The political police have been arresting and mistreating bloggers in Vietnam in recent days, both before and after an 8 December ceremony in Paris at which the Vietnam Human Rights Network and the France-Vietnam Solidarity Association paid tribute to Vietnamese bloggers.
Three activists in the fight for freedom, human rights and democracy – Le Quoc Quan, a human rights lawyer, Tran Huynh Duy Thuc, a blogger who heads Research for Democracy, and Nguyen Hoang Quoc Hung, a blogger who defends workers rights – were awarded the 2013 Vietnam Human Rights Prize at the Paris ceremony, which Reporters Without Borders and other NGOs such as Lawyers Without Borders attended.
“We condemn the police violence against cyber-dissidents and netizens,” Reporters Without Borders said. “The only thing these disgraceful methods achieve is to demonstrate the weakness of the authorities, who are using all possible means to gag those speaking out against the regime.
“We congratulate the Vietnam Human Rights Prize laureates and we hope that this recognition will finally make the authorities understand the importance of freedom of expression and information. We reaffirm our unconditional support for Vietnam’s bloggers and we remind the authorities that their repressive methods are neither just nor effective.
“The Vietnam Human Rights Prize awards and the creation of a new network of young bloggers should make it clear to the Communist Party’s officials that the more they try to gag the media and independent news providers, the more the latter will respond with peaceful resistance and the more we will work with them to help news and information to flow freely in Vietnam.”
Reporters Without Borders was represented at the award ceremony by Benjamin Ismaïl, the head of its Asia-Pacific Desk, who spoke about the courage of Le Quoc Quan and Tran Huynh Duy Thuc, who are in prison because of the information they provided online.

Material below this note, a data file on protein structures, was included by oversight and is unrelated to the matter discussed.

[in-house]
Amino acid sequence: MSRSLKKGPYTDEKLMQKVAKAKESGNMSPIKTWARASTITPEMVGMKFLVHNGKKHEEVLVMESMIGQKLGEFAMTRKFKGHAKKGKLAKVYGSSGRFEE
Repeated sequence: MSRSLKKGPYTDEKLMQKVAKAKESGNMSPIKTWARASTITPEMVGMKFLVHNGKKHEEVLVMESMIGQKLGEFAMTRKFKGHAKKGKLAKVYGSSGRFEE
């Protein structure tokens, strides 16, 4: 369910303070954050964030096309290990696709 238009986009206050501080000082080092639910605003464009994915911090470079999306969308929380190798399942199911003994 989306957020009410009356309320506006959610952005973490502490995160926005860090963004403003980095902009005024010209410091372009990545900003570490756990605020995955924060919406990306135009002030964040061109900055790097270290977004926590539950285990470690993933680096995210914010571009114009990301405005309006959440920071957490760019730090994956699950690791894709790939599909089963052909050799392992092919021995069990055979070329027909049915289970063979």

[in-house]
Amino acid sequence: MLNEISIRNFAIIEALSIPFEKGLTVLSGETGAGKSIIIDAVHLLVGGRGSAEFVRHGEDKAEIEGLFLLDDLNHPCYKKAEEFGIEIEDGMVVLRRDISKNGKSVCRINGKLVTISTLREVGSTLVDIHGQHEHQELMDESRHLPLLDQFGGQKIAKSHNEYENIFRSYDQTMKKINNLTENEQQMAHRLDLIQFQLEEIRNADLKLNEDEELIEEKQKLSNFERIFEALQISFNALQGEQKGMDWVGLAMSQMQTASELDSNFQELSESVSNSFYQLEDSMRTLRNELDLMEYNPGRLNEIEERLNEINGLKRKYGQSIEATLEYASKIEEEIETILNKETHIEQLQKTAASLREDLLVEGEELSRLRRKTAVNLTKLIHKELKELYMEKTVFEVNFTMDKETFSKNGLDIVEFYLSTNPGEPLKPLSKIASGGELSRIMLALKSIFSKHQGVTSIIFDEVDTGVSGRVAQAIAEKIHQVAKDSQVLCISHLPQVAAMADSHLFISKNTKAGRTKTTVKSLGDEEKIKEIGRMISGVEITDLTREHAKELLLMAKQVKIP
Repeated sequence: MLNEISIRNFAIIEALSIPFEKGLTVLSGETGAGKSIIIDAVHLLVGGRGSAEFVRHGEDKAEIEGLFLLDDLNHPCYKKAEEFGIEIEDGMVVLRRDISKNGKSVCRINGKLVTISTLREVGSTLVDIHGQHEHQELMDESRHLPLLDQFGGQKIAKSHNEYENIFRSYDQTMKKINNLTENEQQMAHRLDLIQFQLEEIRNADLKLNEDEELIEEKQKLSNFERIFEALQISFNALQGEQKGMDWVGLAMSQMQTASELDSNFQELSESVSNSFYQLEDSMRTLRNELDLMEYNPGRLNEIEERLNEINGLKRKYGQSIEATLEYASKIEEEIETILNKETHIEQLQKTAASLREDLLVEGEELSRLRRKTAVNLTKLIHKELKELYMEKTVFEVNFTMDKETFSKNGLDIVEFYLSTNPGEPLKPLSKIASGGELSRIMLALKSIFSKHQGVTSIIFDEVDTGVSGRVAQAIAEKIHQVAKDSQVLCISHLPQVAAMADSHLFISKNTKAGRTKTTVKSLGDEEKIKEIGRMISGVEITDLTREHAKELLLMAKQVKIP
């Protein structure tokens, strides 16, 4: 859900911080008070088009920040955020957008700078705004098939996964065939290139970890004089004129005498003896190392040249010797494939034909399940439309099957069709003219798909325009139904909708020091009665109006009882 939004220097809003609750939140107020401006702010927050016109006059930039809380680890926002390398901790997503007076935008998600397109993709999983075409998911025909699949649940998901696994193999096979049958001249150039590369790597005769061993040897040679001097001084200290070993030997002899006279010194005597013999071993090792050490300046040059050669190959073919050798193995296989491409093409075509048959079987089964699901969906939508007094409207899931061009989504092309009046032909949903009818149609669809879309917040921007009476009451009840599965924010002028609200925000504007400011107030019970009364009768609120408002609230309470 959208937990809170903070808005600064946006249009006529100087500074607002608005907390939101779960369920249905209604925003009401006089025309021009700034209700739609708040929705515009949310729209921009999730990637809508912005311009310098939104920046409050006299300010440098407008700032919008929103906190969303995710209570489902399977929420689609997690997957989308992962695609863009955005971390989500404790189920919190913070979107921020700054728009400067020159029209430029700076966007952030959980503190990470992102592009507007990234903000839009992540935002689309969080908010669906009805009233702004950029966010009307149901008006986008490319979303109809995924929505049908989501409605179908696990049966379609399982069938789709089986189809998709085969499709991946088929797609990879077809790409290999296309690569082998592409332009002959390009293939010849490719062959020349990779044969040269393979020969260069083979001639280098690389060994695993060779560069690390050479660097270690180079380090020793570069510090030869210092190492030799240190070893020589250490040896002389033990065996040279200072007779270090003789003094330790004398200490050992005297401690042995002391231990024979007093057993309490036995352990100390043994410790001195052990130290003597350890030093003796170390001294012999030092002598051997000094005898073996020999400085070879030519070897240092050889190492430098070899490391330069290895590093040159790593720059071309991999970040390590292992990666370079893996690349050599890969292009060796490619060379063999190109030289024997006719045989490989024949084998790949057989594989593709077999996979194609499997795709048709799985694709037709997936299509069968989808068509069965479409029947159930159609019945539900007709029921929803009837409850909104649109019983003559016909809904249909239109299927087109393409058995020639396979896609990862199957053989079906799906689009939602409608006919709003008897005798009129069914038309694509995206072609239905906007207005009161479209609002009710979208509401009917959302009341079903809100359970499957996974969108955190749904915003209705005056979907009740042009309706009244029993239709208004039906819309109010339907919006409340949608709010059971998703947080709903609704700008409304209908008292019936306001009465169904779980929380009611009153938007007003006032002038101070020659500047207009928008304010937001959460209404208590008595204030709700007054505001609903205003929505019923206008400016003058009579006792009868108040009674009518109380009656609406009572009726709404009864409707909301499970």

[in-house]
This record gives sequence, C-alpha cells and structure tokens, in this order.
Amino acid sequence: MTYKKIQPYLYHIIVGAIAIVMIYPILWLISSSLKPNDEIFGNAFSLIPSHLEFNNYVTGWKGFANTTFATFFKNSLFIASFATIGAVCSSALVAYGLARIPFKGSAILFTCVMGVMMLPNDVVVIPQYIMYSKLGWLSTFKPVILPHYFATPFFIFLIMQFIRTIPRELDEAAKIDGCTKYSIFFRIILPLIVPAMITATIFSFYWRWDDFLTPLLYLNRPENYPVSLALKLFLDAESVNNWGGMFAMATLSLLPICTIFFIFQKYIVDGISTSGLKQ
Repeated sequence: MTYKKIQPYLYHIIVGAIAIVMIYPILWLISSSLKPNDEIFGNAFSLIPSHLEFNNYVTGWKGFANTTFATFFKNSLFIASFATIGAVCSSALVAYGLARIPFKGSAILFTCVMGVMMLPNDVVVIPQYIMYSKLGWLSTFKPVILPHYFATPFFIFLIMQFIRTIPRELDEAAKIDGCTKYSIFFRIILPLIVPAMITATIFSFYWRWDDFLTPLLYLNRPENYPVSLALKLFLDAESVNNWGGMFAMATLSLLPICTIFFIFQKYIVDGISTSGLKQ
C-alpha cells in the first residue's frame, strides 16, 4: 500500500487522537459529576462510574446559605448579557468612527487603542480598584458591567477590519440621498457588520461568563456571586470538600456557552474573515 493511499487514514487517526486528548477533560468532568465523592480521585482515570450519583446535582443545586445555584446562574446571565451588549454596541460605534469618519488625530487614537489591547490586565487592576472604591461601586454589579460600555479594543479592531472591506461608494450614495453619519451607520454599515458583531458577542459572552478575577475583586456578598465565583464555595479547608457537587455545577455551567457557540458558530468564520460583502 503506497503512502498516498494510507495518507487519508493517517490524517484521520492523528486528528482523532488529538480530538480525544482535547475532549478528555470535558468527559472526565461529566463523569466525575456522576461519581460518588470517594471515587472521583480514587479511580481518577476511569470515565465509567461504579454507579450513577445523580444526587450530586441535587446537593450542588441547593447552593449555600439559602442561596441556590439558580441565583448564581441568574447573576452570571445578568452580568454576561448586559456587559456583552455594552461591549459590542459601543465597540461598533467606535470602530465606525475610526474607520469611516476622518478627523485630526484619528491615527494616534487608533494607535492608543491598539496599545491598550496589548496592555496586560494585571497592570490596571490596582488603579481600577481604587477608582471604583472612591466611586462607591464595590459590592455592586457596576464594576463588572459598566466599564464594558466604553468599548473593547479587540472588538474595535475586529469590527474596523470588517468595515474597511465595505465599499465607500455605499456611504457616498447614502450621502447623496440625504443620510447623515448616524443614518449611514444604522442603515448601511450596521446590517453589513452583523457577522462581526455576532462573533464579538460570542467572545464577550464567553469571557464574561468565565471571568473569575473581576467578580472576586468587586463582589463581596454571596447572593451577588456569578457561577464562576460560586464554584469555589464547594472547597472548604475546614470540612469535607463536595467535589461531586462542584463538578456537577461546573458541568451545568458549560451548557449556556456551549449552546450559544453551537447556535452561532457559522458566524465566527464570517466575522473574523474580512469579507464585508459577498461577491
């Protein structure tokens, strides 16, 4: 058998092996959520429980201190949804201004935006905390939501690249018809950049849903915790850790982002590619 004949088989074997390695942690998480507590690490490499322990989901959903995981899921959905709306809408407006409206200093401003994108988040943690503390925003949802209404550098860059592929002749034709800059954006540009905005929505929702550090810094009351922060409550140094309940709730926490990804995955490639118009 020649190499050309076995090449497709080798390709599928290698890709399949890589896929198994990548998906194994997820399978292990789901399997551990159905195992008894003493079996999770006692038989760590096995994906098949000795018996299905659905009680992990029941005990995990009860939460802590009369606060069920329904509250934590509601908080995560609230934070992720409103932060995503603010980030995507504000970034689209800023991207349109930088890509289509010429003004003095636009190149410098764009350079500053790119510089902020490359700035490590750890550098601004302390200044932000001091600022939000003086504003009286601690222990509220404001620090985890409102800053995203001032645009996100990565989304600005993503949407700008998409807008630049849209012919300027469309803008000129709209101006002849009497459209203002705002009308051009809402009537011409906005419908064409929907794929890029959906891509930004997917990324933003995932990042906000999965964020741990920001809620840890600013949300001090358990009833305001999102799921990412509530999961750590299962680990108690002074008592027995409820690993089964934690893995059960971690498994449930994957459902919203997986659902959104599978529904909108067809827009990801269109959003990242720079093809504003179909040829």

Recorded statements by the blogger Huyn Thuc Vy, who won the 2012 prize and who has been the victim of police violence in the past, Le Quoc Quan’s wife and Tran Huynh Duy Thuc’s father were played during the ceremony.
Translation in English
Audio recording of THDT’s father :
Translation in English
In her video recording, Huyn Thuc Vy thanked everyone present for supporting the laureates and stressed the importance for future generations of the struggle being waged by Vietnamese both inside Vietnam and abroad:
“A year ago, I had the honour of receiving this prize along with two other, very courageous young women, who have seen the inside of communist prisons. I thank you for allowing me to say a few words at this important event (…) At this festive time, we think of our three friends, Le Quoc Quan, Tran Huynh Duy Thuc and Nguyen Hoeng Quoc Hung. Although life is short, they will have to endure ten years in prison or even more.